Physicalism ? or roughly the view that the stuff that physics talks about is all the stuff there is ? has had a popular press in philosophical circles during the twentieth century. And yet, at the same time, it has become quite fashionable lately to believe that the mind matters in this world after all and that psychology is an autonomous science irreducible to physics. However, if (true, downward) mental causation implies non-reducibility and Physicalism implies the converse, it is hard (...) to see how these two views could be compatible. This paper reviews some classical arguments purportedly showing how the autonomy of the special sciences can be upheld without violating the laws of physics or the principle that physics constitutes a complete and closed system. These arguments are presented in order of increasing strength, indicating how the more popular arguments in fact fall short of establishing anti-reductionism of the intended kind. New arguments are added which claim to demonstrate quite effectively how downward causation is possible compatibly with the reign of physics. The paper begins with a section which distinguishes various kinds of reductionism. (shrink)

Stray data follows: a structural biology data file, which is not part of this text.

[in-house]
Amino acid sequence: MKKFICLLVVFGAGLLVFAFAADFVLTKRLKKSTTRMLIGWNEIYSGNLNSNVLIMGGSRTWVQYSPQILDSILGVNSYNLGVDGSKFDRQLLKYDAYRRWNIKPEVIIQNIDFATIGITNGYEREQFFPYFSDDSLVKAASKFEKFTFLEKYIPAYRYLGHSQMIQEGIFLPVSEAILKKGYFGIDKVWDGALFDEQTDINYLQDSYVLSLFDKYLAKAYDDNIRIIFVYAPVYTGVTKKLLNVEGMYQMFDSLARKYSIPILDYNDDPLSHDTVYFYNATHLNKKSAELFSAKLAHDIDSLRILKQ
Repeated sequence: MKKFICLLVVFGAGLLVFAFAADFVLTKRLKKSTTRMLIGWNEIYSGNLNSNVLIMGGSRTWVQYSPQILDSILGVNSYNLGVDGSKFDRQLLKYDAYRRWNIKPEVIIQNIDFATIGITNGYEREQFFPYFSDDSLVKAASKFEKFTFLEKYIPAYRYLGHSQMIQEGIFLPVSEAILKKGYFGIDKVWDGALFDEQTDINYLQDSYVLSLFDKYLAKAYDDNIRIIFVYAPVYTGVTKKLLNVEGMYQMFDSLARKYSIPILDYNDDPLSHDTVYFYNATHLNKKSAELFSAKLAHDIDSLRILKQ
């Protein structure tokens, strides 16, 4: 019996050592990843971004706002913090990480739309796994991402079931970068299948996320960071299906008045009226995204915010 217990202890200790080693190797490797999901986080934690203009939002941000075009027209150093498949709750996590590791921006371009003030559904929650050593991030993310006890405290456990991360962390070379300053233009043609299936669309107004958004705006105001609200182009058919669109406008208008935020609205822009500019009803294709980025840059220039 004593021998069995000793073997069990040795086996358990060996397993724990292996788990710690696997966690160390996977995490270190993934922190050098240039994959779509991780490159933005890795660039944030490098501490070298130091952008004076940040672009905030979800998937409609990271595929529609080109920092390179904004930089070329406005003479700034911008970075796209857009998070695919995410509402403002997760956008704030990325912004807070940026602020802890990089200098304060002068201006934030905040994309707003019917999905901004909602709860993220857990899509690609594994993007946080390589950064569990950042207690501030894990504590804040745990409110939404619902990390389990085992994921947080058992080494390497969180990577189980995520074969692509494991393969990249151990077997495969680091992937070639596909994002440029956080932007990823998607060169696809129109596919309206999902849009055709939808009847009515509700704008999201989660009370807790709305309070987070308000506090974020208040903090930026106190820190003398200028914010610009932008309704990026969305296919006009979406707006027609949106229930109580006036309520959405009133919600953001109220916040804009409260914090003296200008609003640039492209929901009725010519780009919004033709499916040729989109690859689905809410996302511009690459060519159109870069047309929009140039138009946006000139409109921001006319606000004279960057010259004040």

The article sets out a framework for analysing the way discourses construct legitimation for social practices in public communication as well as in everyday interaction. Four key categories of legitimation are distinguished: 1) ‘authorization’, legitimation by reference to the authority of tradition, custom and law, and of persons in whom institutional authority is vested; 2) ‘moral evaluation’, legitimation by reference to discourses of value; 3) rationalization, legitimation by reference to the goals and uses of institutionalized social action, and to the (...) social knowledges that endow them with cognitive validity; and 4) mythopoesis, legitimation conveyed through narratives whose outcomes reward legitimate actions and punish non-legitimate actions. Examples are drawn from texts legitimating or de-legitimating compulsory education, including children’s books, brochures for parents, teacher training texts, and media texts. (shrink)